Best paper yet on screening suspected body packers

December 2, 2014, 10:33 pm

Body packer

Body packer


Body packing: a review of general background, clinical and imaging aspects. Bert FH et al. Radiol Med 2014 Oct 10 [Epub ahead of print]


I’d say this is the best article on imaging suspected body packers we’re likely to see, but with the rapid evolution of radiological technology it will likely need to be updated every year or so. Nevertheless, it is the best review of the topic available, and has spectacular illustrations.

The five authors rely on their experience as radiologists in major European cities, as well as published medical  literature, to review test characteristics of various imaging modalities in detecting body packers as well as body pushers (smugglers who insert large drug packets into the rectum or vagina in an attempt to transport them surreptitiously.) The drug packets usually contain cocaine or heroin.

Some key points made in the paper:

  • Plain abdominal x-rays are relatively insensitive in detecting ingested drug packets, especially when fewer than a dozen are present (sensitivity 40-90% in various studies.)
  • Oral contrast does not increase sensitivity of the plain abdominal film.
  • Computed tomography is highly sensitive in detecting the presence of ingested drug packets (95 – 100%.)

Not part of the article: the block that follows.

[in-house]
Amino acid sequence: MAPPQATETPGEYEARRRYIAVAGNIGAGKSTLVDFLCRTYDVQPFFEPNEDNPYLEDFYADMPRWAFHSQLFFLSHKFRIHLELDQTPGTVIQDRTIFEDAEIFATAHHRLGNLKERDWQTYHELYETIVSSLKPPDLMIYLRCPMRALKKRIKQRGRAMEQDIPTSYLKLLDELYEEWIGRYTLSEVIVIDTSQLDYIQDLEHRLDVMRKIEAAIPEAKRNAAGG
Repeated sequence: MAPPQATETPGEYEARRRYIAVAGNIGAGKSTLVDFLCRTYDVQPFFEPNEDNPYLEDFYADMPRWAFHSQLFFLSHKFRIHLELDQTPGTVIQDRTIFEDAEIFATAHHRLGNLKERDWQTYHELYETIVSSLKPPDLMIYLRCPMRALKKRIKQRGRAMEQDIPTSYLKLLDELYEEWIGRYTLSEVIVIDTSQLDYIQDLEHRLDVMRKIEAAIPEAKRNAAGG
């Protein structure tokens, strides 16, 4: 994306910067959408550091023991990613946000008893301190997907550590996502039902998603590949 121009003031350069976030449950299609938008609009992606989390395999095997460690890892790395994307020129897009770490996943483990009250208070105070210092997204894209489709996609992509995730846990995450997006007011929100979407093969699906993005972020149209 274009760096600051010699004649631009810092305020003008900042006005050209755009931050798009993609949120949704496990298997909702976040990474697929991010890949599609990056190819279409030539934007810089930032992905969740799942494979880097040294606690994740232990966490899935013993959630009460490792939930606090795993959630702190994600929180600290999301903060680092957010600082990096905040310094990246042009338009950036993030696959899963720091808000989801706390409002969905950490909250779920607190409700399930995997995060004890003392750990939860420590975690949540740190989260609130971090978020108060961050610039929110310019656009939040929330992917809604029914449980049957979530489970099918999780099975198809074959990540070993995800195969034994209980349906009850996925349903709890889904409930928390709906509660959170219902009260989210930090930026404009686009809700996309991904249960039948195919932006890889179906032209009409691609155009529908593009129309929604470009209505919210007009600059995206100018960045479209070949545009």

• Most current screening protocols published in the medical literature call for an abdominal and pelvic CT scan without oral or intravenous contrast.
  • As technology improves,  CT scanning is able to provide reliable screening information using radiation doses that are reduced an order of magnitude compared to those previously required.
  • The use of MRI for screening suspected drug packers or pushers is not yet ready for prime time.

This paper has many interesting x-ray, CT, and ultrasound images, as well as 30 references — some as recent as this year. Highly recommended.
Related posts:

Conservative treatment of asymptomatic body packers?

Body packers: can CT determine the number of drug packets?

MRI for body packers?

Low-dose abdominal CT is superior to plain film for imaging suspected body packers

Cannabis body packers

Treatment protocol for symptomatic body packers (mules)

Cocaine mules: what to do with body packers
[Note: photograph of body packer is not from the paper discussed in this post]



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